Early this month, the ECB proposed an unlimited sterilized bond purchase program (maturities between one and three years), while also emphasizing that eurozone-member governments must gear up initiation of the European Financial Stability Facility/European Stability Mechanism (EFSF/ESM) when financial stability is circumscribed. Peripheral bonds rallied strongly from the start of the month, when the scale and nature of the OMT program were first mooted with Spanish and Italian yields hitting three-month lows. We continue to see a long and incremental path toward repair of the European debt crisis the OMT framework is but one important proposal along this journey. Pursuing its quantitative easing program, the BoE waits while also assessing the impact of recent measures adopted. Rates, however, remained untouched. Downside risks from the eurozone crisis continue to cloud the growth horizon, providing a continuing bid to high-quality sovereign bonds.
Asia Pacific Fixed Income
Central banks are battling twin scenarios of shielding their countries economies from the softening global outlook while also monitoring inflationary trends. Leaving rates unchanged for now, the RBA acknowledged that subdued indicators from China and across the globe cloud the growth horizon. Thus they wait while assessing the economic impact of earlier easing. The government bond yield curve has shown continued improvement and is now relatively steady. The Bank of Japans (BoJs) current monetary easing plans focus on infusing money through an asset-buying program. However, the BOJ is now under further pressure because of weak economic data. On this backdrop, yields on securities maturing in 10 years or less declined. With risk-averse Japanese Government Bond (JGB) buyers contently clinging to JGBs, long-term interest rates remain well supported.
U.S. High Yield
High yield credit quality has been improving because of stronger issuers and improving corporate fundamentals. Coming out of the financial crisis, companies improved both their business profiles and balance sheets. The positive upgrade-to-downgrade ratio during this period is further evidence of the trend for high yield issuers to improve their credit profiles. Investors are maintaining discipline in choosing which companies to extend credit to. This both reduces issuance by weak credits and discourages the pursuit of aggressive transactions by issuers. These factors reduce the default rate outlook and provide fundamental support for the high yield market. Even though nominal high yield interest rates are plumbing new lows, we believe they still represent good relative value in this interest rate environment.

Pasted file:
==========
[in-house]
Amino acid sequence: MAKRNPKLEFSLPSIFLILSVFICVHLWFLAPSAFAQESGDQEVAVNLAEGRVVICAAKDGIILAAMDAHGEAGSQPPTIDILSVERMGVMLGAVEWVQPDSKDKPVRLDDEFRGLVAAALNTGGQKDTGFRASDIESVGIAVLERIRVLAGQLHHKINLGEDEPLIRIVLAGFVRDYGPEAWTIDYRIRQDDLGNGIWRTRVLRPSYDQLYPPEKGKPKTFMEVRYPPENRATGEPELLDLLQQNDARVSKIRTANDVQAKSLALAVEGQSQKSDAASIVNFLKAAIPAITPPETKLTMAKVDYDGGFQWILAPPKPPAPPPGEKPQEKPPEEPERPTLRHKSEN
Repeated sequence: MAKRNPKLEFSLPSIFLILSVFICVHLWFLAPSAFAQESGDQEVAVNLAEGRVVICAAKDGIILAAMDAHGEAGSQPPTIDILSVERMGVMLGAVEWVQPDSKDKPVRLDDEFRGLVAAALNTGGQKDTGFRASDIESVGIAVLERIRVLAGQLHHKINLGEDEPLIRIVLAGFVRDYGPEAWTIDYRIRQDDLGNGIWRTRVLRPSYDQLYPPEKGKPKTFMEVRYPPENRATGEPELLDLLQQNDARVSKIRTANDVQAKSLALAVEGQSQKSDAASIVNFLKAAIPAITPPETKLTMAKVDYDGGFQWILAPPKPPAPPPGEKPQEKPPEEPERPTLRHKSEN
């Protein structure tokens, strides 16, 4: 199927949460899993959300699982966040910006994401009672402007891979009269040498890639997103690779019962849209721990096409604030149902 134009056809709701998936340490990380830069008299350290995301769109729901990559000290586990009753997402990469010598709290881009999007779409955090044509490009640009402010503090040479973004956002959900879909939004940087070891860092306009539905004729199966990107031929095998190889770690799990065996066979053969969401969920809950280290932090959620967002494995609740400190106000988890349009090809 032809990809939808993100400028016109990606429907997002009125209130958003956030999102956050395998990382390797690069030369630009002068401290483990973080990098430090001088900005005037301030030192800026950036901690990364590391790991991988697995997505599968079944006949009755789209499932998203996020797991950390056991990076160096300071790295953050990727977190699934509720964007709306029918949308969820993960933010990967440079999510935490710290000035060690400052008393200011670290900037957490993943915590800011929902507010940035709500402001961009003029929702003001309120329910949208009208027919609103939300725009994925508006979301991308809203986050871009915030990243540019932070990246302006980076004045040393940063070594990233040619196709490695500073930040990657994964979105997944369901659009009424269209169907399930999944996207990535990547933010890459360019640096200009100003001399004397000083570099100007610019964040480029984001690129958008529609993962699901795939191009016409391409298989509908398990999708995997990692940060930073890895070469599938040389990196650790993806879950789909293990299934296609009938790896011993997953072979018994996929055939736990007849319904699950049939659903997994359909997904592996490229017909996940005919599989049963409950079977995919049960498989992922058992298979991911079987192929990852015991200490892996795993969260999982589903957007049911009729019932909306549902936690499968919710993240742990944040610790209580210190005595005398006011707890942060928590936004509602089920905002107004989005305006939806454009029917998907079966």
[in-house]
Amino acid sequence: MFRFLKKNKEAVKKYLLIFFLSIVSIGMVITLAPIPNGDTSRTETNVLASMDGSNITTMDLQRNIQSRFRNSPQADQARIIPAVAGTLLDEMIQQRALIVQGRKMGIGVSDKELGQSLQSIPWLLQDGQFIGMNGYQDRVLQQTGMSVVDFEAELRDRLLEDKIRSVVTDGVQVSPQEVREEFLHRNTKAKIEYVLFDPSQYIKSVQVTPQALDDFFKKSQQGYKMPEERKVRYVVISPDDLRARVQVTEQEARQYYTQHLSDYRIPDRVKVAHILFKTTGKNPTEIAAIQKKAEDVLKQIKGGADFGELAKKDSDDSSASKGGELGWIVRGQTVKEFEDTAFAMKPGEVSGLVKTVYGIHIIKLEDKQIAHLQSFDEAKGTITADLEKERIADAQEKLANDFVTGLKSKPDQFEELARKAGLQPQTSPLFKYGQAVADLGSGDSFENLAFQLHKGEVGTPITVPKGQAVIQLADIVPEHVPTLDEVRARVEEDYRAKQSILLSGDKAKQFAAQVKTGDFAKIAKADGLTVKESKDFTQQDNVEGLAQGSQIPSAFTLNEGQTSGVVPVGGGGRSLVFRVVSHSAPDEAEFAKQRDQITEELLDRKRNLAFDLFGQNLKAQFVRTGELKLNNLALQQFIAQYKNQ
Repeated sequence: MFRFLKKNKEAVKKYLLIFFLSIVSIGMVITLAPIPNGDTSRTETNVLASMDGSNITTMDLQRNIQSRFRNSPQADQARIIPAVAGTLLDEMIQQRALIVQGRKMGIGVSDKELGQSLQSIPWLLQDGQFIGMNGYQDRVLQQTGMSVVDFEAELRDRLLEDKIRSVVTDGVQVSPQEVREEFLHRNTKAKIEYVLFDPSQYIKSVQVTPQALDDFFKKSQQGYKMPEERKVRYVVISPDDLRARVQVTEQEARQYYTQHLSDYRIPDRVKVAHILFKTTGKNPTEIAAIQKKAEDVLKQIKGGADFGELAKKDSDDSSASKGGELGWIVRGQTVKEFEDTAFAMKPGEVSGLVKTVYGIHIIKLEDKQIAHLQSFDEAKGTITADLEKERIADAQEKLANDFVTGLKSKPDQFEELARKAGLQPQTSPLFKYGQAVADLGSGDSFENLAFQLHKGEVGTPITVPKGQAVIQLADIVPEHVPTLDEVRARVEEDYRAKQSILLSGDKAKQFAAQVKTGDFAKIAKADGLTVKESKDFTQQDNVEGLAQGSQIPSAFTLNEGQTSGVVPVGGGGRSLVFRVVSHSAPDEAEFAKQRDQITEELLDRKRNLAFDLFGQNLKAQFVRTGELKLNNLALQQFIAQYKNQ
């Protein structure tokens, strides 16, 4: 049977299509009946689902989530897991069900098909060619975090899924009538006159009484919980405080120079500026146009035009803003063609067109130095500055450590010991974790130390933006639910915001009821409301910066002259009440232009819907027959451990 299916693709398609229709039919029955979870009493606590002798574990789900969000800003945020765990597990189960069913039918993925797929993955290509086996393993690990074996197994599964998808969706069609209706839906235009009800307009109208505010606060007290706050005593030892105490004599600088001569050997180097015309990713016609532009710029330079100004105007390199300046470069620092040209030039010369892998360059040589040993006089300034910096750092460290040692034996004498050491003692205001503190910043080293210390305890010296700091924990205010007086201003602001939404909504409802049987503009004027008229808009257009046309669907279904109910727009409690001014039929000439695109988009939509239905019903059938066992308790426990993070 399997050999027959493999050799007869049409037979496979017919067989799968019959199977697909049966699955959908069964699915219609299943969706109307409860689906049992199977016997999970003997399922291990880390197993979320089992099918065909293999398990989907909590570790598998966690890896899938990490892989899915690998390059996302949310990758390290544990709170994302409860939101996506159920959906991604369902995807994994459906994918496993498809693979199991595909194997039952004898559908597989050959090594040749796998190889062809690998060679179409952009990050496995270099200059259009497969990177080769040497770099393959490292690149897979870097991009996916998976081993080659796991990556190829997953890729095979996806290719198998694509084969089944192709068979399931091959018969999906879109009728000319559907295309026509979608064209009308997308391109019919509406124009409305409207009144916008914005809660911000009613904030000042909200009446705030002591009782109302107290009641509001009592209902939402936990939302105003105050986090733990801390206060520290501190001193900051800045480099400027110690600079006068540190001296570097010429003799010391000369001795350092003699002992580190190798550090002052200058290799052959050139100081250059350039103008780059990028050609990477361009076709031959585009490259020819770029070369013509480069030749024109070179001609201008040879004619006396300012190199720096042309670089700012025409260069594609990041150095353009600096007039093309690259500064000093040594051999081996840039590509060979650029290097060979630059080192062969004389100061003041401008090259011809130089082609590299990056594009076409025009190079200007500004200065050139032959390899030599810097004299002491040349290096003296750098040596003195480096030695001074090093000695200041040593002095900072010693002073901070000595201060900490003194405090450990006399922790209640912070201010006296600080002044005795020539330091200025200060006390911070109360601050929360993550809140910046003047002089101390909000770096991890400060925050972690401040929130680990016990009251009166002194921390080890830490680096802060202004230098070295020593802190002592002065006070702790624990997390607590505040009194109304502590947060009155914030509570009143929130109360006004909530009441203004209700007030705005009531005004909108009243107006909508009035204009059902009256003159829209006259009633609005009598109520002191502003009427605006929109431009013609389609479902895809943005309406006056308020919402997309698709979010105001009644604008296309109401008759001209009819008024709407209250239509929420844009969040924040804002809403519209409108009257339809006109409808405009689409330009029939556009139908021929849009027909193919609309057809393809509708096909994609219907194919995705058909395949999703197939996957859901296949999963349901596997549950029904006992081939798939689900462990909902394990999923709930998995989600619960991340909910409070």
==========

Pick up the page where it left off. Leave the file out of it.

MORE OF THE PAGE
Central banks continue to provide accommodative monetary prescriptions to heal the global economy of its growth malaise. In response, proper portfolio management requires a clear strategy around investments in real assets (those asset classes sensitive to inflation levels). We recently published new research on this topic in a strategy piece, New TIPS on Real Assets. Natural resources both futures-based and equity-based have provided the best inflation sensitivity historically. However, inflation-linked bonds also serve a purpose as an inflation-sensitive diversifier, while global infrastructure and global real estate investment trusts provide income streams that can adjust to the inflation environment. Gold has proven to be driven less by inflation and more directly by central bank policy prompting us to reclassify the precious metal as an alternative currency.
Investors should expect some increased volatility in markets as the United States works through the election, the fiscal cliff, the European debt crisis and the current global economic soft patch. While investor sentiment remains subdued, expected volatility in the stock market (as measured by the CBOE Volatility Index [the VIX]) is low reducing the cushion for such an uptick. We see the fourth quarter of 2012 and first quarter of 2013 as having the greatest likelihood for market volatility. The negotiation process around the Bush-era tax cuts and other aspects of the fiscal cliff will be heavily influenced by the election outcome, and will likely involve some high-stakes poker. Although the European debt crisis has quieted down after the recent Outright Monetary Transactions (OMT) program announcement, were one political or legal development away from another flare-up in risk aversion.
Northern Trust's asset allocation process develops both long-term (strategic) and shorter-term (tactical) recommendations. The strategic returns are developed using five-year risk, return and correlation projections to generate the highest expected return for a given level of risk. The objective of the tactical recommendations is to highlight opportunities during the next 12 to 18 months where our Investment Policy Committee sees either increased opportunity or risk. The tactical recommendations are highlighted on the first page of this report.
Our asset allocation recommendations are developed through our Tactical Asset Allocation, CapitalMarkets Assumptions and Investment Policy Committees. The membership of these committees includes Northern Trust's Chief Investment Officer, Chief Investment Strategist and senior representatives from our fixed income, equities and alternative asset class areas.
If you have any questions about Northern Trust's investment process, please contact your relationship manager.